8. cwr117

    Mar 22, 2017 at 6:40 am

    Curious about the irons, I play 2007 Callaway X-20 and I love them. For me I have tried every new set of irons out there over the last year, and I am just not seeing a $900-$1200 difference in the new irons so I have a hard time justifying spending that kind of money. Now, I take very good care of my clubs, keep them clean and use a groove sharpener, new grips every year or so, but shouldn’t we all be doing that? I typically play around 100 rounds a year.

    I did get fitted for a new driver a few years ago and I am swinging a 913D3.

    • joro

      Mar 22, 2017 at 11:45 am

      They were and are still very good clubs. If you really look and todays models you will see the same basic design with minor changes. The biggest changes are the length and lofts which make the clubs hit it farther. There are other things mainly to the hitting surface, but most of it is just salesman talk, the reality is in the loft, length and weight to make them longer, and as you know our ego says we have to be longer.

      Enjoy your Golf with what you like, not what they say you should like.

  9. Dave

    Mar 22, 2017 at 5:32 am

    What bull! Golf clubs should be changed when they break.

  10. Dill Pickelson

    Mar 21, 2017 at 11:45 pm

    interesting about irons. i have noticed gaps developing between clubs, will get the loft and lie checked.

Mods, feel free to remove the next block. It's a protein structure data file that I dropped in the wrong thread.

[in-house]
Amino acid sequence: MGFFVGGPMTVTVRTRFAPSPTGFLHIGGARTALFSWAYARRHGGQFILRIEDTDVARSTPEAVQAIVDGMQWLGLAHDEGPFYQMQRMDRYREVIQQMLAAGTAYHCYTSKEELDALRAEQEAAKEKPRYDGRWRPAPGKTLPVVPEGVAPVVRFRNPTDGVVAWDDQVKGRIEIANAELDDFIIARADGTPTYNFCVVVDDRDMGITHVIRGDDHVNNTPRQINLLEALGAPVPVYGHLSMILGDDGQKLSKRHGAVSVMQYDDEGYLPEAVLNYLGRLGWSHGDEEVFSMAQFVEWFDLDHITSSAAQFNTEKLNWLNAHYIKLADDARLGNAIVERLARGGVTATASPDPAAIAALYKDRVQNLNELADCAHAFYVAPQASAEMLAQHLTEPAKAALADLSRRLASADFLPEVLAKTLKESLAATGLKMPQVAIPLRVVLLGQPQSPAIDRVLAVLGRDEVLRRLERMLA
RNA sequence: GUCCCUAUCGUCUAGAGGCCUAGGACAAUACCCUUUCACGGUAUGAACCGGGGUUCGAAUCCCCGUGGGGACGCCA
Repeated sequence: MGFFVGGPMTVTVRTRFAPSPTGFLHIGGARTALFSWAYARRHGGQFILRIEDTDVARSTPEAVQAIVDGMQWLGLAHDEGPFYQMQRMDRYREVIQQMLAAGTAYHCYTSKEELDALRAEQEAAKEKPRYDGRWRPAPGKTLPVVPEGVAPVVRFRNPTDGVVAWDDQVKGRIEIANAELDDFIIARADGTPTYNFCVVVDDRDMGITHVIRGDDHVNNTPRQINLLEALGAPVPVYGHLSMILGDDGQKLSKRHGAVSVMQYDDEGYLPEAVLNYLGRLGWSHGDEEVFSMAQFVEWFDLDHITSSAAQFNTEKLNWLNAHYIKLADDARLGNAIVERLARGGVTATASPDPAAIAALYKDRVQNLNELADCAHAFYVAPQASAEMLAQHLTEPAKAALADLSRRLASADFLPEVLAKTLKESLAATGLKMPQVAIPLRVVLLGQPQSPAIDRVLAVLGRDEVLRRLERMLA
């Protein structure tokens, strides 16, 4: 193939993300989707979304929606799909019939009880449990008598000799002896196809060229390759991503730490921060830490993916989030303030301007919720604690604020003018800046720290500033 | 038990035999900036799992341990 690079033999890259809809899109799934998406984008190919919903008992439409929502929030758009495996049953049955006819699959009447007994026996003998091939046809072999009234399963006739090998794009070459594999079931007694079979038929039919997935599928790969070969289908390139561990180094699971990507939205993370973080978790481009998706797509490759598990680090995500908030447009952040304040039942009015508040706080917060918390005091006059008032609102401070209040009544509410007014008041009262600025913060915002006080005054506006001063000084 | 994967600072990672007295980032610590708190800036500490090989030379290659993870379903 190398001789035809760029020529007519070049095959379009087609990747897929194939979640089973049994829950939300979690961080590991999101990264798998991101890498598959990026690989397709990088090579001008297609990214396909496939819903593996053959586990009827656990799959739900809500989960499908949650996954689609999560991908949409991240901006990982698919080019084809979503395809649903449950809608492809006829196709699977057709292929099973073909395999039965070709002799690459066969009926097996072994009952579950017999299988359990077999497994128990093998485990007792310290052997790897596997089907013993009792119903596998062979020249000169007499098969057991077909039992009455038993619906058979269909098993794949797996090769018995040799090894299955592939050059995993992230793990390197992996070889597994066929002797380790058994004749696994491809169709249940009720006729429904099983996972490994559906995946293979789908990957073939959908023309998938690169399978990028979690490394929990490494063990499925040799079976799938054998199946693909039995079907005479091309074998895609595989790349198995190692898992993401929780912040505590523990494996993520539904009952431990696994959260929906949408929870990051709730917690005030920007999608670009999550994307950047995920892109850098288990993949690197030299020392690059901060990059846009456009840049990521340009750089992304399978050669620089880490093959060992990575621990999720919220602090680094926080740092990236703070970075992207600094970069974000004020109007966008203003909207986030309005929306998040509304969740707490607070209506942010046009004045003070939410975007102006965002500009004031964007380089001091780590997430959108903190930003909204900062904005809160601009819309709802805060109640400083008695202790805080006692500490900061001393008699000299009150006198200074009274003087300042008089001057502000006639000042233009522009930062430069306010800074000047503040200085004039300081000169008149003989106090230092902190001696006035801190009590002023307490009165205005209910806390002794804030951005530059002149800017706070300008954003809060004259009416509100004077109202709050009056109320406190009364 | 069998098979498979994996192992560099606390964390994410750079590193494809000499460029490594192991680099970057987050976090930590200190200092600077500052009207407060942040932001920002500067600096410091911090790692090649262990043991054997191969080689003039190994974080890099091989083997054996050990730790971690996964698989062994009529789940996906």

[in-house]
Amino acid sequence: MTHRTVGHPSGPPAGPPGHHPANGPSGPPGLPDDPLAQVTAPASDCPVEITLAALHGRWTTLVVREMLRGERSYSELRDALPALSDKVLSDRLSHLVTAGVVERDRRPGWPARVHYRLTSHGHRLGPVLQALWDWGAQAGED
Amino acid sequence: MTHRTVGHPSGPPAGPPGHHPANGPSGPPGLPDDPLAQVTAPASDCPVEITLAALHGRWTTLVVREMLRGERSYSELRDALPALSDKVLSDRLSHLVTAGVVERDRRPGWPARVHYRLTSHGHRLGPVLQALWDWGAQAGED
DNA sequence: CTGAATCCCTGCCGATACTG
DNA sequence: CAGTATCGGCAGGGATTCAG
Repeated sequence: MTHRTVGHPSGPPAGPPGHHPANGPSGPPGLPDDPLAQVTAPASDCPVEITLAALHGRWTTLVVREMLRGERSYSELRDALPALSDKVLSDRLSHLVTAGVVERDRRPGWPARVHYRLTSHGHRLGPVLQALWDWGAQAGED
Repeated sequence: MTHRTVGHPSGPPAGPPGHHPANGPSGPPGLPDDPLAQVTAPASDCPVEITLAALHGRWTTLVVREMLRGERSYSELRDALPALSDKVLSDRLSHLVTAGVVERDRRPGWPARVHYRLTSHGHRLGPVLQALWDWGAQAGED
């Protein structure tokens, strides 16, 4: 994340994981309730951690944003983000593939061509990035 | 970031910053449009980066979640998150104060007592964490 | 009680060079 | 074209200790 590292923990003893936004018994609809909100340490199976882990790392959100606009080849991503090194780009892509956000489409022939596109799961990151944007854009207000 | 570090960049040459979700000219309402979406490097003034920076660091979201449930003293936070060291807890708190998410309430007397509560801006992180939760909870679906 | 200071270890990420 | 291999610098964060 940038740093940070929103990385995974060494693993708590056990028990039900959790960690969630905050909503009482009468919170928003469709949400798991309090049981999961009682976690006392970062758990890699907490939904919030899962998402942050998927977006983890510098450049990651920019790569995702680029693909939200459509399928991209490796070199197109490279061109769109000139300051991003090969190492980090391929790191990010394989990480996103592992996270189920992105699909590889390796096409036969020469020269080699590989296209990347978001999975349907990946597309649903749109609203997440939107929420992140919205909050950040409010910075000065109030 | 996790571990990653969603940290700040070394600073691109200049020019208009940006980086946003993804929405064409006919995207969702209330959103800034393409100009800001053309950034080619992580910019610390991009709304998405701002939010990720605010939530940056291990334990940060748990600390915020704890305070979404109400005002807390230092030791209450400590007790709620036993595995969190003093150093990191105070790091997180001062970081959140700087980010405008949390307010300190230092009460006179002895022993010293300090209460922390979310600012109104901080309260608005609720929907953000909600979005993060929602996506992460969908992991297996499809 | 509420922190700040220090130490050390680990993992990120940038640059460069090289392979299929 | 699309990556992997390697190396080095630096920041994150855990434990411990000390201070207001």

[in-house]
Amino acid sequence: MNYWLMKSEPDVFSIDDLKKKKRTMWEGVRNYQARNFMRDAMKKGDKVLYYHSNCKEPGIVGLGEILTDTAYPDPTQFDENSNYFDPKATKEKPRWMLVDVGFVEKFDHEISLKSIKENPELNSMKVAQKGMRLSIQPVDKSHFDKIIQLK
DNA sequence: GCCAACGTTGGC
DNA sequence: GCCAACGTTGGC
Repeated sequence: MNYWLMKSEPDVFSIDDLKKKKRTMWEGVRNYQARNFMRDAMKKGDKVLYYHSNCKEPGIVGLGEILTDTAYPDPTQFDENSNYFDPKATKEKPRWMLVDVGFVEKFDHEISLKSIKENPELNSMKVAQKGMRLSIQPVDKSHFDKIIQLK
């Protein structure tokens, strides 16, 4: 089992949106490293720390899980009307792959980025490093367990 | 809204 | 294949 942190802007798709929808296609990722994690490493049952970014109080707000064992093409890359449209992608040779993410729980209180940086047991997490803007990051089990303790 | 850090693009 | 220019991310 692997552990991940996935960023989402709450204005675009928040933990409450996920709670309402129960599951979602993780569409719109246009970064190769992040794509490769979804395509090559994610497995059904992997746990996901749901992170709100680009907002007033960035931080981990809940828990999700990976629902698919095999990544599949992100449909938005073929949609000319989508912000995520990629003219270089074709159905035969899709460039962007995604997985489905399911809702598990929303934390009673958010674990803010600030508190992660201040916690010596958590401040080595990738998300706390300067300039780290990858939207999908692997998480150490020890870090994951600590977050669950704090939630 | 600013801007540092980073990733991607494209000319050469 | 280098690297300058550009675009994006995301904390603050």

if you sharpen grooves on old wedges, i imagine they will not be better then new. but, is it legal in tourney play?

    i used a groove sharpen on the wedges and it reduced roll out by 50%. still not a good as new but good enough to keep in the bag.

    • Devilsadvocate

      Mar 23, 2017 at 12:47 pm

      Legal as long as you don’t sharpen them past conforming levels… or change the general groove shape … if you are in doubt they can be checked by an official if you are at a large tournament

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TG2: Brand new Titleist TSR woods and Callaway’s new Jaws Raw wedges



Titleist just released its new TSR woods out on tour and 18 players switched into it right away. Our thoughts on the drivers and fairway woods from pictures and in-hand looks. Callaway’s new Jaws Raw wedges have been on tour in a few bags already, but they officially launched this week. Brooks is headed to LIV and neither of us are shocked. We finally break down some more equipment news from the Travelers.

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Golf's Perfect Imperfections

Golf’s Perfect Imperfections: Talking technical turkey with the head of Takomo Golf Clubs



Enjoying our discussion on irons, wedges, and fairway woods.


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Opinion & Analysis

The Wedge Guy: A visit with Dr. Bob Rotella



As I was thinking about some “gremlins” that have snuck into my own game the past few weeks, I recalled a visit I had with Dr. Bob Rotella some 10 years ago. That morning was one of the standout days of my 30-year golf industry career, getting to spend several hours with one of golf’s pre-eminent sports psychologists.

So, that brought me to my “Wedge Guy” archives to recall what I shared with my readers way back then, just to refresh my own memories and takeaways from that very interesting and enlightening session.